Bathtub Practice

Sounds ridiculous right? You can’t swim in a bathtub. In the case of comfortability, the ability to even be around water (pool or no pool) is important. You can do a lot from play to breath control. In almost everything that you do, finding a way to practice aspects of what you’re learning outside of the actual facility you’d be performing in can help. Home is a wonderful place to practice almost anything. This is where you are probably the most comfortable and have the least pressure. Your child will be in the same position.

Bathtub practice is very beneficial for all ages. For children, this is a good time to connect water with play. Here are some steps to take during bath time!

Use toys such a ducks, dolls, animals, etc. and have your child give them a swimming lesson. Have them practice what the teacher will most likely do with them. Encourage your child to have the toy go underwater like, “Lets see if the blue duck can go under the sea!” Have your child use the 1-2-3 cues that the teacher would also use. Using pretend and play is a great way to get a child to get more comfortable with something if they feel like their the one in control.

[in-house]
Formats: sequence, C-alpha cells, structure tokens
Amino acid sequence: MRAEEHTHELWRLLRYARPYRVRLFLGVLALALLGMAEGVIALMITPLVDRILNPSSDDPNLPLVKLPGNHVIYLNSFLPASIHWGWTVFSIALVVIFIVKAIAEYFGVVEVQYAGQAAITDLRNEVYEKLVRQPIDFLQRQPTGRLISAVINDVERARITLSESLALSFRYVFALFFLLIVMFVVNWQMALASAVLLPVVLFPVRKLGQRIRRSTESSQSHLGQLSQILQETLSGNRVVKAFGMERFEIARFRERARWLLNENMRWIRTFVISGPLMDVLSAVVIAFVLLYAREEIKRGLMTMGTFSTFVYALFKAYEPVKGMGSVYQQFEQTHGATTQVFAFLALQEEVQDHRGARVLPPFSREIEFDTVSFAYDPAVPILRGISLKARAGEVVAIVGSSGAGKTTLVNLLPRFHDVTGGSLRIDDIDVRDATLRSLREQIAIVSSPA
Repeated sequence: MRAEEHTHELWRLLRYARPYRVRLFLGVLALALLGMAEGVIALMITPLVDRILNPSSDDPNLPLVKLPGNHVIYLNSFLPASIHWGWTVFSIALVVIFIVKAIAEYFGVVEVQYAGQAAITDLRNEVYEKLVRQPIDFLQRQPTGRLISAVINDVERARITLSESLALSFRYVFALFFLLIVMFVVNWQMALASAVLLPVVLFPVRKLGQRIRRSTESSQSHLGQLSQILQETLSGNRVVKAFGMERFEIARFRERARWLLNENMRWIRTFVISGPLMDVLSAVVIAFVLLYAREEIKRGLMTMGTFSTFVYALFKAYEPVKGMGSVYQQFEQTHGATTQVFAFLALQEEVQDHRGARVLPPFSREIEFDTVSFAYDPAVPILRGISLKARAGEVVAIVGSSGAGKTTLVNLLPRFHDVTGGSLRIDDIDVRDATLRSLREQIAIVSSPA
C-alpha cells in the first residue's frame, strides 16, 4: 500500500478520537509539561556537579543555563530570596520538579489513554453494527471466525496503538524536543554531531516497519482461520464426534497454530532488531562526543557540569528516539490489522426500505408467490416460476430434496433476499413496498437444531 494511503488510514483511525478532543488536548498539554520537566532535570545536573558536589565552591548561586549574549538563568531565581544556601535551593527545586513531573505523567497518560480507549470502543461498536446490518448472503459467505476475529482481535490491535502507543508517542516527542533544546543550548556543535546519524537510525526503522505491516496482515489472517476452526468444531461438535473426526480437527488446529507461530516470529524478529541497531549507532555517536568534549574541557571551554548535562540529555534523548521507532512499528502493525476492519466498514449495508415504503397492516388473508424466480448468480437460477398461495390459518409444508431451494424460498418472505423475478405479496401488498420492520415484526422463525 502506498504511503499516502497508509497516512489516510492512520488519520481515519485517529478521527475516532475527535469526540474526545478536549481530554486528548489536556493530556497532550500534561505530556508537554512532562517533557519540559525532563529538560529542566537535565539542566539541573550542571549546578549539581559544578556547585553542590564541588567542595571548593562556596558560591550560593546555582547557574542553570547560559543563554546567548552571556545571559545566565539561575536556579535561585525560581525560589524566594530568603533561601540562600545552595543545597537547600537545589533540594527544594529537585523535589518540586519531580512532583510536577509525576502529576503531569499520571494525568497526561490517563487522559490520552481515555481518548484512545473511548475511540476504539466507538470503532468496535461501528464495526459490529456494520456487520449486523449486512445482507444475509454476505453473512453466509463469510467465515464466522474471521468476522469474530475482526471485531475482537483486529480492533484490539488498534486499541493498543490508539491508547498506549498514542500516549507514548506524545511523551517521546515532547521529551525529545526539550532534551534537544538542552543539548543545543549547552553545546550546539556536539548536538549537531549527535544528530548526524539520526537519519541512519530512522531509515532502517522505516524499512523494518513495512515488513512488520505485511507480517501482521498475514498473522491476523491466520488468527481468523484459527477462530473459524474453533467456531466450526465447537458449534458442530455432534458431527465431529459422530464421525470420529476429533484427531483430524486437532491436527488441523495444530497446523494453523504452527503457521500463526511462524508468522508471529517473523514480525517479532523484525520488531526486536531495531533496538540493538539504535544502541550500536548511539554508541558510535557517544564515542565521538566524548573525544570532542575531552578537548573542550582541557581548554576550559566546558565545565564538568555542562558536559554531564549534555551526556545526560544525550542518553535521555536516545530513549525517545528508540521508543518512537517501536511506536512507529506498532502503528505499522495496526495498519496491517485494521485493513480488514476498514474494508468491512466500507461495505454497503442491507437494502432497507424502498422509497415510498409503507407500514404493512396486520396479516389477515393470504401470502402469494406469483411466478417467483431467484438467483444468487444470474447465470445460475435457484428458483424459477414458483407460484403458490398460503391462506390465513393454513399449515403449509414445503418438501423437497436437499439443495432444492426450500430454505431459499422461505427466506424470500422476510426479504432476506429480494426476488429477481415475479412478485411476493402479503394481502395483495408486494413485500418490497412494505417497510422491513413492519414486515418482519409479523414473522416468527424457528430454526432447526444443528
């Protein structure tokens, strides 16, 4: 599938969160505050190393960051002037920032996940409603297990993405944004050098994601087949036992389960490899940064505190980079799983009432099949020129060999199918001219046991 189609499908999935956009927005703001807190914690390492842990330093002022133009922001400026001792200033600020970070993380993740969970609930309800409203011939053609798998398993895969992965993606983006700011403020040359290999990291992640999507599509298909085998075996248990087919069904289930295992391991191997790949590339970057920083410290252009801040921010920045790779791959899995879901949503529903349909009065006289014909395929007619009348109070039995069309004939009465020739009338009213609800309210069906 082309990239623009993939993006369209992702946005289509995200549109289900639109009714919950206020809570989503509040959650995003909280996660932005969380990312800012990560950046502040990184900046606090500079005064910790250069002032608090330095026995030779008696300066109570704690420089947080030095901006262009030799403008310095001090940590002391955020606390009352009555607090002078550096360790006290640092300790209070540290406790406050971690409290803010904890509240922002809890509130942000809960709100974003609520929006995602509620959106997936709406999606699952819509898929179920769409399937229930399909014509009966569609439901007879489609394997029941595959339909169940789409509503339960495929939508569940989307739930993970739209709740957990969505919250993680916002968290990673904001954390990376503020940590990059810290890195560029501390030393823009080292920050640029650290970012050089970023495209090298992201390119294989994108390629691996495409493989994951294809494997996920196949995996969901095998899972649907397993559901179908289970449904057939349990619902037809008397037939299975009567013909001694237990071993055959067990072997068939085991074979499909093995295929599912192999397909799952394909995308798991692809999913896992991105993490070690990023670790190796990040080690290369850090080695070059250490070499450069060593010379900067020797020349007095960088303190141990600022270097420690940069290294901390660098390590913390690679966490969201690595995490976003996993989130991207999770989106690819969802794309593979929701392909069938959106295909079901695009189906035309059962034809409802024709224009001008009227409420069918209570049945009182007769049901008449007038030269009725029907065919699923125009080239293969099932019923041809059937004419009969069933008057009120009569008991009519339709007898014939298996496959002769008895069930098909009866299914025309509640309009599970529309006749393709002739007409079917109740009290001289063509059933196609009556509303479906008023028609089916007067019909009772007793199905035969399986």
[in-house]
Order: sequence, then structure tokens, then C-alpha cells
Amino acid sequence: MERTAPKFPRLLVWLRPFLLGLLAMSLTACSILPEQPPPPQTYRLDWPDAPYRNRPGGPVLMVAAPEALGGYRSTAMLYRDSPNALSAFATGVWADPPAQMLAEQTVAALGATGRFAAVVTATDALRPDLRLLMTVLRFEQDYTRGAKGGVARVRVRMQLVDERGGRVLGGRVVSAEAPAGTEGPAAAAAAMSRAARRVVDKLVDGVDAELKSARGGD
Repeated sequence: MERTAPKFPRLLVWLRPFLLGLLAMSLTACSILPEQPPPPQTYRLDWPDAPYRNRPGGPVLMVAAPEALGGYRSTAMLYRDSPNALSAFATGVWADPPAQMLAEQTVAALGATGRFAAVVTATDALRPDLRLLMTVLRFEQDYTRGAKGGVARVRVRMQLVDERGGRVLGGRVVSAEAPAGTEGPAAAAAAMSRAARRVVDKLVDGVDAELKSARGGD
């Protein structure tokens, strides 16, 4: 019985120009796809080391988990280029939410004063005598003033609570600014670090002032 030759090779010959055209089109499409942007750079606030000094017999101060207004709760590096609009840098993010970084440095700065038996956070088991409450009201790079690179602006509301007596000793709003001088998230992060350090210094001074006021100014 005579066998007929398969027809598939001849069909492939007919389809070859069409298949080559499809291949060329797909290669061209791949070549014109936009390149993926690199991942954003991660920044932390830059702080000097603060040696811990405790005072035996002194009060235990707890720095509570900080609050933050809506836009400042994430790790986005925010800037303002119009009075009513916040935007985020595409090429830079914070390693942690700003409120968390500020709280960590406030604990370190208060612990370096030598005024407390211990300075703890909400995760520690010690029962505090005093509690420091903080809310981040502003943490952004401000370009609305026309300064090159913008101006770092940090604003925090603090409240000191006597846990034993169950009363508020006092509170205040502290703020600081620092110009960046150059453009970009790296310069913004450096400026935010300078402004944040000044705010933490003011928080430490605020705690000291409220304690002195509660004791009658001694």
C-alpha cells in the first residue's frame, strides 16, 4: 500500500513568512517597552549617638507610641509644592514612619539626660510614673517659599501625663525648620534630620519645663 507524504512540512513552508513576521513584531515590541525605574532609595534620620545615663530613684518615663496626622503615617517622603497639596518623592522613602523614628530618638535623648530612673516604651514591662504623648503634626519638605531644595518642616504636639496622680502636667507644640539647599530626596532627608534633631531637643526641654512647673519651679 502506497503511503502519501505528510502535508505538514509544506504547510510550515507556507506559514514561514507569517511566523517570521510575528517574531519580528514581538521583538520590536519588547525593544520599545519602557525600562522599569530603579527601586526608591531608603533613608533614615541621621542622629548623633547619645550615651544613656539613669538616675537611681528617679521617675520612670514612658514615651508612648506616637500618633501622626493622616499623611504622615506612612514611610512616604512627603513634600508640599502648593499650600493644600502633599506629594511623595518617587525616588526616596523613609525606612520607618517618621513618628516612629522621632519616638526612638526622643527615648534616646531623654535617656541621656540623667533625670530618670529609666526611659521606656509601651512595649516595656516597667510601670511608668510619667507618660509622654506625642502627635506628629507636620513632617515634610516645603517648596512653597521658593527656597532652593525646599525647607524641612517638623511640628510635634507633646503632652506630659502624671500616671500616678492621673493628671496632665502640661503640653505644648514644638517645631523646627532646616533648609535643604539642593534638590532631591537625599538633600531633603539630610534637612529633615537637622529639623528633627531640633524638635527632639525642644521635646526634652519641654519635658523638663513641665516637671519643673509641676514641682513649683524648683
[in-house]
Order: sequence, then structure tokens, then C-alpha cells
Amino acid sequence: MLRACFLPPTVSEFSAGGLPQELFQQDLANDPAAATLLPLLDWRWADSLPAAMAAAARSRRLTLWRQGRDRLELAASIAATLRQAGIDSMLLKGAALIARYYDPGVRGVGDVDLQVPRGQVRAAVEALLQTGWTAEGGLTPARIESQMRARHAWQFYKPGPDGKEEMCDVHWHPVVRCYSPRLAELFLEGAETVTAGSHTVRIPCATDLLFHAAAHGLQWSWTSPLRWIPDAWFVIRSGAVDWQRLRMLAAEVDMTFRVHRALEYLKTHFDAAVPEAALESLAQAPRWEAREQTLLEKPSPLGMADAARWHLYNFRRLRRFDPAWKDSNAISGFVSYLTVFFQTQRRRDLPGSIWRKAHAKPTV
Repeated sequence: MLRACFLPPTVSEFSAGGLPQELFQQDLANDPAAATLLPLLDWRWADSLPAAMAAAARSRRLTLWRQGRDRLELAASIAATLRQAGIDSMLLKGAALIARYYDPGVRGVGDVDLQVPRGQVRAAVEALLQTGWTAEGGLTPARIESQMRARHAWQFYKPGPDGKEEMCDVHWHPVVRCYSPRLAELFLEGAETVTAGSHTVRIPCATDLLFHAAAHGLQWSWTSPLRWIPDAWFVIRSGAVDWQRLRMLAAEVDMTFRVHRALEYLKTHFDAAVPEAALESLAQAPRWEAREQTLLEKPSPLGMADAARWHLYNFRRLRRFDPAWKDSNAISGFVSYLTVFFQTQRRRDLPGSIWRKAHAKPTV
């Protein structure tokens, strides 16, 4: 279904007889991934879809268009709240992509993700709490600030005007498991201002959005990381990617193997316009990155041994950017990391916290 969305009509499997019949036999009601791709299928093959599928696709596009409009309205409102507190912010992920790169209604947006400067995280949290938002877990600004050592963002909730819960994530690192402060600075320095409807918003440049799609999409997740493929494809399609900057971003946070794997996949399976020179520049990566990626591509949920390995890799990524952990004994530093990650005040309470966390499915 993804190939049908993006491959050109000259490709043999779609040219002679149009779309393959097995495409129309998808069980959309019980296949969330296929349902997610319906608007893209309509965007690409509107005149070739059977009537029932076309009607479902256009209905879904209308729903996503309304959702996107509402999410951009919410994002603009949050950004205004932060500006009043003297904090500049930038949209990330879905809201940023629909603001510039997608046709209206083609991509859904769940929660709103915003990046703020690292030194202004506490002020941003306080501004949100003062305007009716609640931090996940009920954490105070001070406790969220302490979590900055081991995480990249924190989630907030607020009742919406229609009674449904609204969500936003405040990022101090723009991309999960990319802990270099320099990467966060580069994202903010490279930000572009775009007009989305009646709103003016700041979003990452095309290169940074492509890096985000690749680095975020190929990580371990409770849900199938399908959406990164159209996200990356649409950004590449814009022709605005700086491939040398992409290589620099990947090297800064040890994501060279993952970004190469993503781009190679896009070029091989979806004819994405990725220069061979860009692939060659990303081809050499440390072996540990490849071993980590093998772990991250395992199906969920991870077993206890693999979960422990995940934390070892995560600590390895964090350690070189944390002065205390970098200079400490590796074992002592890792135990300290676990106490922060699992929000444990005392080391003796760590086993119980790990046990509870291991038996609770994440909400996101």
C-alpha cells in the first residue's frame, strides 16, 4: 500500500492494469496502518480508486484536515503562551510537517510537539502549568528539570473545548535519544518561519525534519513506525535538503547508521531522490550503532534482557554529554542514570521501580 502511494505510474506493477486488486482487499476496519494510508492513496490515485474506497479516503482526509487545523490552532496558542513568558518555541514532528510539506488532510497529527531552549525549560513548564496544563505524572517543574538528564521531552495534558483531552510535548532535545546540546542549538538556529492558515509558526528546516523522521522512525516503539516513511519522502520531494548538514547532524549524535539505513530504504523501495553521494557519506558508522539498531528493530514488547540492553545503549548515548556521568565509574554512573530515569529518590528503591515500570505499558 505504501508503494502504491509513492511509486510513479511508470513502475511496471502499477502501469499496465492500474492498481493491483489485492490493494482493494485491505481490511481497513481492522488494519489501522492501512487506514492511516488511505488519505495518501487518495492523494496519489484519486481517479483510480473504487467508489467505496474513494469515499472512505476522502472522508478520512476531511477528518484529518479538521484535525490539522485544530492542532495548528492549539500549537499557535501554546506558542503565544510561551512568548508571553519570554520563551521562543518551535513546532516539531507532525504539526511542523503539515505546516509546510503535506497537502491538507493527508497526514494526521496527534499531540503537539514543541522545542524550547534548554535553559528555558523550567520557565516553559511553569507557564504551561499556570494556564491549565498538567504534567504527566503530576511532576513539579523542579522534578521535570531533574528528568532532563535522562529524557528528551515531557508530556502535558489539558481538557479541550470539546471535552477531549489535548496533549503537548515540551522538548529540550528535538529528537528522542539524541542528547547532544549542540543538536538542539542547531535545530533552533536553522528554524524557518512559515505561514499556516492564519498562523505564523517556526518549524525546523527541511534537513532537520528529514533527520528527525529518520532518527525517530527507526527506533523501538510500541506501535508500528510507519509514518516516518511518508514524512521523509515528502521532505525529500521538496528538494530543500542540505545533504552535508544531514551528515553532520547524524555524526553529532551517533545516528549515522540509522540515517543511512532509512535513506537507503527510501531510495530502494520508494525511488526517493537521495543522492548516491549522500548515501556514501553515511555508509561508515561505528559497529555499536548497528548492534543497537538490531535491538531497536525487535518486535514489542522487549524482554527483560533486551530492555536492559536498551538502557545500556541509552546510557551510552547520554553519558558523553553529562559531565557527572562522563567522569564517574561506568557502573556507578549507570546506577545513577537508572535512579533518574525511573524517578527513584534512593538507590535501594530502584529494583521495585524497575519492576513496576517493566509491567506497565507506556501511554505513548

Whether your child is 4 months-old or 4 years-old, different versions of splashing can be fun! Use a plastic cup or Tupperware bowl to pour water on your chid’s head. We do this during lessons with out “Rain Buckets.” Most of my kids LOVE them.

Make sure you always use the 1-2-3 cue and start from the back of their head and move forward towards their face.  This is a great way to get them used to the feeling of water on their face. Singing a song can be helpful as the water is being poured on their head. Personally, I like to use “Rain, Rain Go Away,” or “Its Raining, It’s Pouring.”

If they are maybe not ready for water being dunked on their head try singing, “If You’re Happy and You Know It.” Have them slash their hands and kick their feet. Again, make it fun!!

You could also have your swimmer use the cup/bucket themselves, and have them splash their own face, head, or even body. If they are not yet comfortable getting their head wet, work your way up. Start by having them get their toes splashed, followed by their knees, then their belly, etc. working your way up to their head for the final Splash!

Once they have mastered the previous steps, have them put their face in the water (with your supervision, of course) and have them practice holding their breath. This is way they are the ones in control of their bodies and able to gain some confidence. Start by giving them a goal. “Lets put your face in for 3 seconds!” When they do it, bump it up to 5, then maybe 7! Make it a fun challenge-a game!

These are just a few ways to get your young ones to get more comfortable in the water. Still want more comfort tips? Check out part three: Open Swim!